I am so glad to have found a book that is not afraid to tell children that at some point in their lives they are bond to experience loss. We all do. A love that does not last; a friendship that is irreparably damaged; the loss of a grandparent, a parent, a friend. These experiences are painful, of course, but trying to sweep them under the rug is not very wise.They are all part of what it is to be human, and happiness does not consist in somehow miraculously avoiding them. An important part of being happy is being able to enjoy every moment with the people who mean something to us, even though not all of them will always be a part of our lives. It is not letting loss harden our hearts, not letting the fear of getting hurt control us. We all get hurt sometimes. It’s part of being alive.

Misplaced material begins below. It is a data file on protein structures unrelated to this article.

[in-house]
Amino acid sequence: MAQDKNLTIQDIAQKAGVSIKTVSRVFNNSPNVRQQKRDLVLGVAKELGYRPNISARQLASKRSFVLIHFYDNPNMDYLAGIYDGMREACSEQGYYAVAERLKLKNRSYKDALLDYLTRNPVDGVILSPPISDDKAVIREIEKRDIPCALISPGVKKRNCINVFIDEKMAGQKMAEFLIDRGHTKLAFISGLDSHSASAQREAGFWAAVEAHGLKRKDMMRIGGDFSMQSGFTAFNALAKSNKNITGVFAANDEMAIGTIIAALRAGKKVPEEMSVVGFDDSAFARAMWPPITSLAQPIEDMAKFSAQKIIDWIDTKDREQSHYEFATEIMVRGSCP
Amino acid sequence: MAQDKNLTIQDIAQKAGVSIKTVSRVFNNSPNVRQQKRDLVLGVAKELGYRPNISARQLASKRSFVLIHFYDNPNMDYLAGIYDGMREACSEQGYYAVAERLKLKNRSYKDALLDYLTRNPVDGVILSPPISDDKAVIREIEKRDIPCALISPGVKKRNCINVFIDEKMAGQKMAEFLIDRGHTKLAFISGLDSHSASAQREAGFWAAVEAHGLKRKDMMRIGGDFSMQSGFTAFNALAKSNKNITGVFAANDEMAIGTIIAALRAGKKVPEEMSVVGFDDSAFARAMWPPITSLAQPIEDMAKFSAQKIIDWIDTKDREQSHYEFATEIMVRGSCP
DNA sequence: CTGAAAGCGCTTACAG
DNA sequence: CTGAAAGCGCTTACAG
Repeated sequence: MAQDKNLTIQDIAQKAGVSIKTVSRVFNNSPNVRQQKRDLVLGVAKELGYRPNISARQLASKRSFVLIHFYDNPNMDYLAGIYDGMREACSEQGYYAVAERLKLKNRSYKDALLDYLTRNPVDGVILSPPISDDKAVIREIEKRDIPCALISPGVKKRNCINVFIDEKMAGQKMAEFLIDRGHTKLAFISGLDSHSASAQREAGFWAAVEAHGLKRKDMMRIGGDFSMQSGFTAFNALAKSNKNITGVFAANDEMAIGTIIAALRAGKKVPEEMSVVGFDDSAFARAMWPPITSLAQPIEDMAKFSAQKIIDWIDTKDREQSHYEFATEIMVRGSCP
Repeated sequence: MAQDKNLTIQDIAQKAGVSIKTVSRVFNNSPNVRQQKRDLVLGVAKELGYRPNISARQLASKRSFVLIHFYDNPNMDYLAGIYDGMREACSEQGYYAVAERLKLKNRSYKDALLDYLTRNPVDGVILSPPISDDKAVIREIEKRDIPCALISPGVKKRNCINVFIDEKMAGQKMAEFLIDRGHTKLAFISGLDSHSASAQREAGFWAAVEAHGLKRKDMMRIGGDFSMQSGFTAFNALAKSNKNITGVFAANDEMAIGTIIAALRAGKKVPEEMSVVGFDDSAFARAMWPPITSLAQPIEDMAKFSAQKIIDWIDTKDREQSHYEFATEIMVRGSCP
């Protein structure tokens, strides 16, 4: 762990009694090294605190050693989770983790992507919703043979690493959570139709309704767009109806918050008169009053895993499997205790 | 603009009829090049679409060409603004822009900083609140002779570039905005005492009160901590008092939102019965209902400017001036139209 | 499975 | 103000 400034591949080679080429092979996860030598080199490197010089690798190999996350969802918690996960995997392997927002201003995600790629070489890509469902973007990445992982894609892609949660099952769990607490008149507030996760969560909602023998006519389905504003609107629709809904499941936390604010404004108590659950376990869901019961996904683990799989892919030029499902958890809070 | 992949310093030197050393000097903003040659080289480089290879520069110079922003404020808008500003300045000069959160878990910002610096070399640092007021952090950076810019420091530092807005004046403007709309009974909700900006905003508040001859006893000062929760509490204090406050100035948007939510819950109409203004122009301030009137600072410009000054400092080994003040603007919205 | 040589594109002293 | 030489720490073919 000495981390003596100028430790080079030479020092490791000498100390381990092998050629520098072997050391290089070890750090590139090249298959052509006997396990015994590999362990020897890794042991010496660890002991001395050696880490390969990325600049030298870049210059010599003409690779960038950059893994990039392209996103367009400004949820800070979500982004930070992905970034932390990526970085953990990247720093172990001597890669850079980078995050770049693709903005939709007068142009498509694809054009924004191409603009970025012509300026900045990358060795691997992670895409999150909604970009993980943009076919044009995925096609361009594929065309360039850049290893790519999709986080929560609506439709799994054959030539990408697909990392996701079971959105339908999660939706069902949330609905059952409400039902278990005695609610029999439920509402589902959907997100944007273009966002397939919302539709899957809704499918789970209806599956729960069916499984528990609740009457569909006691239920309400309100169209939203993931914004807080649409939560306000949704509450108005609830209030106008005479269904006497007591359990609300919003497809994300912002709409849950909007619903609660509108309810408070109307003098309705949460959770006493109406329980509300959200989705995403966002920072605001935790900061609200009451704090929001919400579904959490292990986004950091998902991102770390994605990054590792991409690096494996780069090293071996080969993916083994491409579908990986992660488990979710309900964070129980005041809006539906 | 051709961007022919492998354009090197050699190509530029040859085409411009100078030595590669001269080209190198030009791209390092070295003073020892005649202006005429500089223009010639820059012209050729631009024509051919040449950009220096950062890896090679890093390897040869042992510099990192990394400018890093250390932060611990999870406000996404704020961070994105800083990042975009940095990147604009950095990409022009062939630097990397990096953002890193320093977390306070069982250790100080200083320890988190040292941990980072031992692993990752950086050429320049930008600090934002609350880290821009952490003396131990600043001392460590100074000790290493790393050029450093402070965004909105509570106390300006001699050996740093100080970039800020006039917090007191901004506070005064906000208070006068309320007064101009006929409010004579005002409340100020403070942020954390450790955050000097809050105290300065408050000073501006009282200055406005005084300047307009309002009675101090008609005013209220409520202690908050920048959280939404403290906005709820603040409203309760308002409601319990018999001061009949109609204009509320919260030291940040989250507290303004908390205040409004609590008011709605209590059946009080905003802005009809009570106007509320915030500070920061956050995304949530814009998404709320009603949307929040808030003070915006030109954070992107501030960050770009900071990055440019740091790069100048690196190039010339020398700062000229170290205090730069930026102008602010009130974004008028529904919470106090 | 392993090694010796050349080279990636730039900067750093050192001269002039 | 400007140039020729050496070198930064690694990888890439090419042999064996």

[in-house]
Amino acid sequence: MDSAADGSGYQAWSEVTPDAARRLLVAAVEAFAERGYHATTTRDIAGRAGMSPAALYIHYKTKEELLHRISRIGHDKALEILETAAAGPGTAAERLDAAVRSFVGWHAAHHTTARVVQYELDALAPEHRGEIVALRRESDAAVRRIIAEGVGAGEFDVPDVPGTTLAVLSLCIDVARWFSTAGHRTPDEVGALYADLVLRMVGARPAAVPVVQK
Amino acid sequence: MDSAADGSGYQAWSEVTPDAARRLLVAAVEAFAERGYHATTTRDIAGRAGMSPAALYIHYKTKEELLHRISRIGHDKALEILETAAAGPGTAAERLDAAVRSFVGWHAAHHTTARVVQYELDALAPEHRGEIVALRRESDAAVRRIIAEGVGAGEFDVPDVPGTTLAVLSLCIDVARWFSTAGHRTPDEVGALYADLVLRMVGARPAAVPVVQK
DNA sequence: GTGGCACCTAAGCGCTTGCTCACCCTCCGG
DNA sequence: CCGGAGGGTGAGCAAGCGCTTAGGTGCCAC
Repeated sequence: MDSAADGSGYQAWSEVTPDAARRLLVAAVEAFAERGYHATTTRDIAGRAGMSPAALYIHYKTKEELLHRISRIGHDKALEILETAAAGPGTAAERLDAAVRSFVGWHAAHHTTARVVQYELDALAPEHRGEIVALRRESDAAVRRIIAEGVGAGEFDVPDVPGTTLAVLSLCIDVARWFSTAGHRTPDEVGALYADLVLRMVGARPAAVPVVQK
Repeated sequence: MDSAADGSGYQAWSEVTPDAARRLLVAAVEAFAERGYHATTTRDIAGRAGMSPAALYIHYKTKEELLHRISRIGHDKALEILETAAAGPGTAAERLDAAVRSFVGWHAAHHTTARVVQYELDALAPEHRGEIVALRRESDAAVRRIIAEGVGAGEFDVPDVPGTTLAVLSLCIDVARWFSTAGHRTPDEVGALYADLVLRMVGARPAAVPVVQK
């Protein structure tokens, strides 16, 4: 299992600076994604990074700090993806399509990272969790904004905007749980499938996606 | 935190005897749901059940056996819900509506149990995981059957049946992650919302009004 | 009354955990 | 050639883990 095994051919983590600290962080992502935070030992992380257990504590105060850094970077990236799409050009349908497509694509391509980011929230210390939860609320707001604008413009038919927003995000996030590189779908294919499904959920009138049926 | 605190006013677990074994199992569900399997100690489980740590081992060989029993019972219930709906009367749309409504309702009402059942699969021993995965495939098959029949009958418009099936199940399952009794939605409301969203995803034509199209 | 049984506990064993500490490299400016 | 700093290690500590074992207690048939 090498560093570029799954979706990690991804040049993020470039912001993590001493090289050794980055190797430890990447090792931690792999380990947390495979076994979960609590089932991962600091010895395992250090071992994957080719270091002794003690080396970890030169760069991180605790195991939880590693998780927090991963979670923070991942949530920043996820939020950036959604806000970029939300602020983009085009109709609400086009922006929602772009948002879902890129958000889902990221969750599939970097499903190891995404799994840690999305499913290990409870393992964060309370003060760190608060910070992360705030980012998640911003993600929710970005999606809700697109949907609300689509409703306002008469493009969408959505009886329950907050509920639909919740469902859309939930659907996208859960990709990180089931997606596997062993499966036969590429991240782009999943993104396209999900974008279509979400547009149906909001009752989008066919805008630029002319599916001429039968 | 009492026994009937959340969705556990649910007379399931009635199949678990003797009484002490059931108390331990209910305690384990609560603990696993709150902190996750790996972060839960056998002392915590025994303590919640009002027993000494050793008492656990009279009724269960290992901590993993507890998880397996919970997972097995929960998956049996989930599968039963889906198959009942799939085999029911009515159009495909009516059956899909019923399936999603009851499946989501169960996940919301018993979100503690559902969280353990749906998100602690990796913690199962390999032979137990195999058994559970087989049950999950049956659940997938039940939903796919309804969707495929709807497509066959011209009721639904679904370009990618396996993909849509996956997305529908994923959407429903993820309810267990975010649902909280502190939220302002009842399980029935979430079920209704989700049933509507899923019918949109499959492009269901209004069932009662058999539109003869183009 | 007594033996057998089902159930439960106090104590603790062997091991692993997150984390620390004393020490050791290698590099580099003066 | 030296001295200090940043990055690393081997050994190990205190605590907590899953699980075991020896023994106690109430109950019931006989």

I hope I’m not making this book sound too dark and heavy for children, because it really isn’t. It’s a book about love and loss, but it’s a hopeful and uplifting book. Kate DiCamillo deals with these themes in a way that is just right for children. I really don’t know how she does it. Her stories have a point, but they don’t moralize. Her stories are sweet, but not saccharine. Her stories are tender, but not sentimental. She knows when to let feelings flow, but she also knows when to hold back, and through the combination of the two she reaches the exact right emotional pitch.

I was surprised when Carl and Chris said that this book was even better than The Tale of Despereaux, but now, even though I’m still not sure which one I prefer, I see where they are coming from. This is a great story, and the book itself is a thing of beauty. Bagram Ibatoulline’s illustrations certainly add to the magic: